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NEW YORK (Reuters Health) – Hypogonadism present at hospital admission for COVID-19 is independently associated with poor outcome, finds a new study from Italy.
“Over the first COVID-19 wave, there was a huge difference between men and women presenting to the emergency department because of symptomatic SARS-CoV-2 infection, with more severe clinical outcomes for males compared to females,” Dr. Andrea Salonia of San Raffaele University Hospital, in Milan, alliance trial lipitor told Reuters Health by email.
Reasons for gender disparity in COVID severity are unclear but circulating androgens could be a factor.
To investigate further, Dr. Salonia and colleagues compared 286 male COVID-19 patients seen in the emergency department with 305 healthy male controls who were negative for SARS-CoV-2 or SARS-CoV-2-positive but asymptomatic and unaware of their infection status.
Total testosterone (TT) levels were significantly lower in patients with symptomatic COVID-19 compared with healthy controls (mean, 2.5 nmol/L vs. 10.4 nmol/L) and asymptomatic/unaware controls (mean, 11.8 nmol/L), the researchers reported at the virtual European Association of Urology Congress (EAU21).
At hospital admission, hypogonadism (TT < 9.2 nmol/L) was observed in 257 (89.8%) patients with COVID-19, versus 42 (14.9%) healthy controls and nine (33%) asymptomatic/unaware controls (P<0.0001).
COVID-19 patients who were admitted to the intensive-care unit (ICU) or died of COVID-19 had lower TT levels (1.0 and 0.7 nmol/L, respectively) compared with patients with mild COVID-19 or COVID-19 patients admitted to the hospital’s internal medicine unit (3.9 and 3.0 nmol/L, respectively; P<0.0001).
On logistic regression analysis, a lower TT level was associated with a higher risk of death (odds ratio, 0.66; 95% confidence interval, 0.45 to 0.98) after accounting for the critical illness score.
“The relationship is very clear: the lower the testosterone, the higher the severity of the condition and likelihood of death,” Dr. Salonia said in a conference statement.
Because the researchers did not have data on testosterone levels before the COVID-19 diagnosis, they can’t say whether low testosterone was a pre-existing long-term condition that exacerbated the disease or whether it was related to the virus.
“We simply don’t have the data to know which came first in these patients, the low testosterone levels or the COVID,” Dr. Salonia said in the statement.
However, other research has shown that some receptors for the virus, including the enzyme TMPRSS2, are linked to male hormones and that the virus reduces the number of testosterone-producing Leydig cells.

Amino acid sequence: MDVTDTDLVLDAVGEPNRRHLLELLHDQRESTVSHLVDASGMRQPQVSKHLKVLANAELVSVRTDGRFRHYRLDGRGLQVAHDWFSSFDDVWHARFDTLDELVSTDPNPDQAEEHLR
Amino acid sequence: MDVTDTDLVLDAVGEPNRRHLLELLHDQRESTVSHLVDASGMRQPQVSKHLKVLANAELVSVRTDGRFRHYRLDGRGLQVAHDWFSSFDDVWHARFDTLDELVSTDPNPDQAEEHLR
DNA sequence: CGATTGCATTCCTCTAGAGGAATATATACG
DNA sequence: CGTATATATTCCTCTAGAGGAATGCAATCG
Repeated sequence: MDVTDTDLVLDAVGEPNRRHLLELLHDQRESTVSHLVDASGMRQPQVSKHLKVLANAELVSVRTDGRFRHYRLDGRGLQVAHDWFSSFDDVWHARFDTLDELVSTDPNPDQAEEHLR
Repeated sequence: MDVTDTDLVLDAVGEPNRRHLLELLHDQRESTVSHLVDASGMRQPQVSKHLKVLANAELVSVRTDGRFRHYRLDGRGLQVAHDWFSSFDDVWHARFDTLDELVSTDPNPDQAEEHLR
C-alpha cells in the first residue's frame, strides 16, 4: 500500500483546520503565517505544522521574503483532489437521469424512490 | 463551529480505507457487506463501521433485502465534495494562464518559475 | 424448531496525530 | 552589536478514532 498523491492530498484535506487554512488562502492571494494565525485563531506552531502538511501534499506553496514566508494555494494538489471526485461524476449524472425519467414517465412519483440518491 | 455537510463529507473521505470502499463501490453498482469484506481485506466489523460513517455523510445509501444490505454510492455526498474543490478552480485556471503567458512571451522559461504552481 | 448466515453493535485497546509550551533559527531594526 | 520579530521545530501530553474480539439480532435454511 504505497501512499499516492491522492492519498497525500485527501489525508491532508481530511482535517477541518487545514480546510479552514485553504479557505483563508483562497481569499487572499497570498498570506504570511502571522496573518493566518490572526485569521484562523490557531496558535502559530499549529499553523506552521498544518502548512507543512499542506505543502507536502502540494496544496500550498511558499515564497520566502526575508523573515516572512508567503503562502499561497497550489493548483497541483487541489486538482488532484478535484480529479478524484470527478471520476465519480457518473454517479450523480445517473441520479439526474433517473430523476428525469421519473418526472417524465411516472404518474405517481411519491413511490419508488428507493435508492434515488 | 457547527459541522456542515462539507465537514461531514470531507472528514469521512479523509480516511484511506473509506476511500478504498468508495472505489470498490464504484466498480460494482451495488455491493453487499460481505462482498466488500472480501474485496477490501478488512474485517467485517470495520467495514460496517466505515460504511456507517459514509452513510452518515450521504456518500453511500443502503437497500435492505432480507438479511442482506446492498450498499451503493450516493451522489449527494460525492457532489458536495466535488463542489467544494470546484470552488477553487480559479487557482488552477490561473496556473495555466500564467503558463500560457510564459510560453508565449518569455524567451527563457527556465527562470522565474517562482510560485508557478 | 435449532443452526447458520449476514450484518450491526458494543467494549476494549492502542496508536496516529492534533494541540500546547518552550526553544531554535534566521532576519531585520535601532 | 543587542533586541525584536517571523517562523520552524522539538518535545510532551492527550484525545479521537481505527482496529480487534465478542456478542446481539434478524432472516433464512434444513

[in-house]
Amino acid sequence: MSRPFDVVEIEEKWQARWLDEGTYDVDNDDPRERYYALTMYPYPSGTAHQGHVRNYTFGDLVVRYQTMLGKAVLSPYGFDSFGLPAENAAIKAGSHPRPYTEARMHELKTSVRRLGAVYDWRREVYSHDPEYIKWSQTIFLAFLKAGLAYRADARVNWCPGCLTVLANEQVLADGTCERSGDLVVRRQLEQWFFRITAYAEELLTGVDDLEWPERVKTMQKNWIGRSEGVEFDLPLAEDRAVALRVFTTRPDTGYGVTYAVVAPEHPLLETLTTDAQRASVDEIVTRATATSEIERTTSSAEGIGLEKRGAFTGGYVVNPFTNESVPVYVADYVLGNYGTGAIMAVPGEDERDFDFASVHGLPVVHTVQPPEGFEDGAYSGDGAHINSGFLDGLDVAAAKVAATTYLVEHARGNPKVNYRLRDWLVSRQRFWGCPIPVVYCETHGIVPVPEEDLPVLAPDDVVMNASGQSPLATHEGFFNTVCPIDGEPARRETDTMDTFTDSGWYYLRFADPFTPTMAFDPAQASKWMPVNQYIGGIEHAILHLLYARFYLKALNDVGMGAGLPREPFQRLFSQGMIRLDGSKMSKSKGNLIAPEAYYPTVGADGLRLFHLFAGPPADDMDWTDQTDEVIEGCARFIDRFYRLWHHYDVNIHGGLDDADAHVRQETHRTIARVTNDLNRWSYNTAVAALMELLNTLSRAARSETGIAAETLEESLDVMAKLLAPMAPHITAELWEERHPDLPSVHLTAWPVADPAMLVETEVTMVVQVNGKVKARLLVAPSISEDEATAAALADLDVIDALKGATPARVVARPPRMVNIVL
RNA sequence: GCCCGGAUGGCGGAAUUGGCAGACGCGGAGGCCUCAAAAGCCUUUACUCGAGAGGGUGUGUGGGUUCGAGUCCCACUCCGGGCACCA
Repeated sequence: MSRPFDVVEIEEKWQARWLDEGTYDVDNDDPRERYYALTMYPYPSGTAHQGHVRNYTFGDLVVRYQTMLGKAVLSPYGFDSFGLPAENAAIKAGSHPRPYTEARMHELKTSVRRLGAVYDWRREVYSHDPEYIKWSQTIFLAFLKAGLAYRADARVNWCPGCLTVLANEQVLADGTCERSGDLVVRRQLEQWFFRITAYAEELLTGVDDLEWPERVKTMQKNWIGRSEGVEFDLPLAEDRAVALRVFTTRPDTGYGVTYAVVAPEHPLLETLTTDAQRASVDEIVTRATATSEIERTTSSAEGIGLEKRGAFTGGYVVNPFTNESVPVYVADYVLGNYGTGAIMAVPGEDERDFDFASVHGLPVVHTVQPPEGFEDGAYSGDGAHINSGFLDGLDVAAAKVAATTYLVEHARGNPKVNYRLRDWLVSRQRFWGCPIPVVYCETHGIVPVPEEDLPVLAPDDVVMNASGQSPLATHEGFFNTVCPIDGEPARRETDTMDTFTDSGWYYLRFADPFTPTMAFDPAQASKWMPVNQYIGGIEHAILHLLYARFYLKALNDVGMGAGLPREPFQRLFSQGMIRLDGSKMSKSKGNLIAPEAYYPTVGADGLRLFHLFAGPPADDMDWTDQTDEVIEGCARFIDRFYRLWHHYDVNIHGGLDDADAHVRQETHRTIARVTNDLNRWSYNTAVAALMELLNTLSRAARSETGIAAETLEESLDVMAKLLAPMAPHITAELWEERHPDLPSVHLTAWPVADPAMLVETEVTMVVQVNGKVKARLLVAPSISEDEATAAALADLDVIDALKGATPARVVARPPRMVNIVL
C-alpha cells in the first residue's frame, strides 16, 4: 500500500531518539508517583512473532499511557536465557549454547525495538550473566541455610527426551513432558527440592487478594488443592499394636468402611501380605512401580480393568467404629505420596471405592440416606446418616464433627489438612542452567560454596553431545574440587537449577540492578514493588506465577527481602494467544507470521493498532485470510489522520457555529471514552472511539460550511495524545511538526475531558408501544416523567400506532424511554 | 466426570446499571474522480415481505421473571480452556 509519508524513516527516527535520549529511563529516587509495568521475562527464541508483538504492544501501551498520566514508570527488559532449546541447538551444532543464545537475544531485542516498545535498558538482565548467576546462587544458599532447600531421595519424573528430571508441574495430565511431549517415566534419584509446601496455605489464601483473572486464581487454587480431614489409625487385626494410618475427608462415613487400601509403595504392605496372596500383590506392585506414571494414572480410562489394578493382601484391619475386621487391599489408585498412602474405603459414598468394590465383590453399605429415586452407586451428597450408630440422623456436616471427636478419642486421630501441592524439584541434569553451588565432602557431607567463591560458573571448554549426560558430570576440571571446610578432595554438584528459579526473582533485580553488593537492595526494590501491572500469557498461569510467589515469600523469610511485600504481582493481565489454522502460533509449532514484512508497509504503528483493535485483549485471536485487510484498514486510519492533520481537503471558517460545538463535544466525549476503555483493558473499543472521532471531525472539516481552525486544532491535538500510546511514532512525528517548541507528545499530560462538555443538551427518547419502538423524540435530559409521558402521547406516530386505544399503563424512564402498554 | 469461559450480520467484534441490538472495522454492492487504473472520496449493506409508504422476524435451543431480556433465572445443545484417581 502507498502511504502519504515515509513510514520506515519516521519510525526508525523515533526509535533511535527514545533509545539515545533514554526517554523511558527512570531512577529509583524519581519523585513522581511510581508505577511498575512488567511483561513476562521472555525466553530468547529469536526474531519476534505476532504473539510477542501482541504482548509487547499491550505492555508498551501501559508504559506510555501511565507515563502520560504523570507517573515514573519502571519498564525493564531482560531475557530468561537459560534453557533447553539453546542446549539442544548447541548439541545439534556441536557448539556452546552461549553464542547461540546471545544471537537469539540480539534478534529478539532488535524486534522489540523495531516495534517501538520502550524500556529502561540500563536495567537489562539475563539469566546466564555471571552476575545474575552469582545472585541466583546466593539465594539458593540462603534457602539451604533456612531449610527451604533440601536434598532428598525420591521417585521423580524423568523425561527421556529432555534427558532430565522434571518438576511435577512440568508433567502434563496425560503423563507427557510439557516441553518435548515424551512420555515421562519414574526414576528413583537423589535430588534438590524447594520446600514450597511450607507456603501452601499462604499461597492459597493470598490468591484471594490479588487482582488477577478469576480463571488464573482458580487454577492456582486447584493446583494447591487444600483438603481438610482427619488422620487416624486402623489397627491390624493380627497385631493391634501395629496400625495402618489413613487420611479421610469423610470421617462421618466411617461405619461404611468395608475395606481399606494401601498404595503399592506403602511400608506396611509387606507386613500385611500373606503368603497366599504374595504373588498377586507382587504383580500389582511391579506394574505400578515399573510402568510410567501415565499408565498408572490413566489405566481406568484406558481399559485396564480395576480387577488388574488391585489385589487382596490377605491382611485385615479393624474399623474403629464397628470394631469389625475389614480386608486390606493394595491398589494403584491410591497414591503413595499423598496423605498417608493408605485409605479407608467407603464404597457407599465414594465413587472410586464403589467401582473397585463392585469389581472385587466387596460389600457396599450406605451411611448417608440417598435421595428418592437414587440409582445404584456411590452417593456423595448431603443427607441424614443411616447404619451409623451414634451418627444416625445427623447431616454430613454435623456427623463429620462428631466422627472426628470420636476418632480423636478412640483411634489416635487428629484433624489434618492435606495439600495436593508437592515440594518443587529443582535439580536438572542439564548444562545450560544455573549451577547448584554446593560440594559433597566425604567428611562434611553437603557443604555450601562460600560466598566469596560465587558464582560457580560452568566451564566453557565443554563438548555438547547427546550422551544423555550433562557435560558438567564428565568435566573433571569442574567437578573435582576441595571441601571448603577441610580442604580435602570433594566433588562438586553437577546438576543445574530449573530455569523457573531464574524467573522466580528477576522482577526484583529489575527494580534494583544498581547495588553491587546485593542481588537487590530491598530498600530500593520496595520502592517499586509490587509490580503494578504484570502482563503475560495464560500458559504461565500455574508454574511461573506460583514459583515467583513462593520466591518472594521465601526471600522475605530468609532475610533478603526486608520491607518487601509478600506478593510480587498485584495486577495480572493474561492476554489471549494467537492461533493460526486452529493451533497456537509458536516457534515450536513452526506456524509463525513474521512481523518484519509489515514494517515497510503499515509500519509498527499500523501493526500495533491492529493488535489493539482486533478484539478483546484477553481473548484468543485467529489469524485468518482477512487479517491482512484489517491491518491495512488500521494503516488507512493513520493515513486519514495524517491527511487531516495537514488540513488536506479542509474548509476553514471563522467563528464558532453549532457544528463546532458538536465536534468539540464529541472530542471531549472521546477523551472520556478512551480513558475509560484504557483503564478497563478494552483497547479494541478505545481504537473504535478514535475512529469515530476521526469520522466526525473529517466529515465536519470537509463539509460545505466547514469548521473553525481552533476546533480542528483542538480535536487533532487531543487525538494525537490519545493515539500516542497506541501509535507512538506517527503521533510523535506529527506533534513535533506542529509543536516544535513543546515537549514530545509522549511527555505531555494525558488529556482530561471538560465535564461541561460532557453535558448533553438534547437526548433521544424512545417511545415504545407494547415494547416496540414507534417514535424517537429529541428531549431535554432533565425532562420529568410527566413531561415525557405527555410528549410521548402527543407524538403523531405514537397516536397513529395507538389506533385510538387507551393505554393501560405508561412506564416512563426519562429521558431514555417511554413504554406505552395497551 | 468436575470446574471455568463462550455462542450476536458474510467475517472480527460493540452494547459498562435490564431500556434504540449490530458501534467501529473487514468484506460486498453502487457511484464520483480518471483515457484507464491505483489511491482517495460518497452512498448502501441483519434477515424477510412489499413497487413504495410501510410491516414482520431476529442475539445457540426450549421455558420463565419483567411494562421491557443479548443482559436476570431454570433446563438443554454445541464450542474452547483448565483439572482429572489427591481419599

“Testosterone does play a role in protecting men from disease. However, it’s also possible that the virus itself is able to induce an acute reduction in testosterone levels, which then predisposes these men to a worse outcome. We’re now following up these patients over a longer time period, to see how their hormone levels change over time, so we can try and answer these questions,” Dr. Salonia said.
Dr. Dimple Chakravarty, assistant professor of urology at Icahn School of Medicine at Mount Sinai, in New York City, told Reuters Health by email, “When it comes to the pathogenesis of COVID-19 and morbidity, the role of testosterone should be considered as a double-edged sword.”
“Testosterone is required for expression of ACE2 and TMPRSS2 via the androgen-receptor signaling, and testosterone has immunosuppressive functions. Hence one would expect that testosterone should be high in men with COVID-19,” said Dr. Chakravarty, who was not involved in the new research.
However, androgen-reducing medications have recently been shown to improve COVID-19 outcomes (https://go.nature.com/2SSfrzJ).
“Is it that reduction in testosterone levels is the body’s mechanism to fight virus? This study elucidates a paradoxical role for testosterone and is an important study that opens up few very interesting hypotheses,” Dr. Chakravarty said.
In a conference statement, EAU member Dr. Jens Sonksen agrees that there is “much still to learn” about SARS-CoV-2 and its possible health consequences.
“This is highlighted by this new research, which found a surprisingly low level of total testosterone in men with COVID-19 compared to healthy controls. Symptomatic COVID-19 patients with low testosterone were also more likely to become critically ill from COVID-19. Additional research on potential impacts from COVID-19 on men’s health is definitely needed,” said Dr. Sonksen.
SOURCE: https://bit.ly/3wgM6MZ European Association of Urology Congress (EAU21), held July 8 to 12, 2021.
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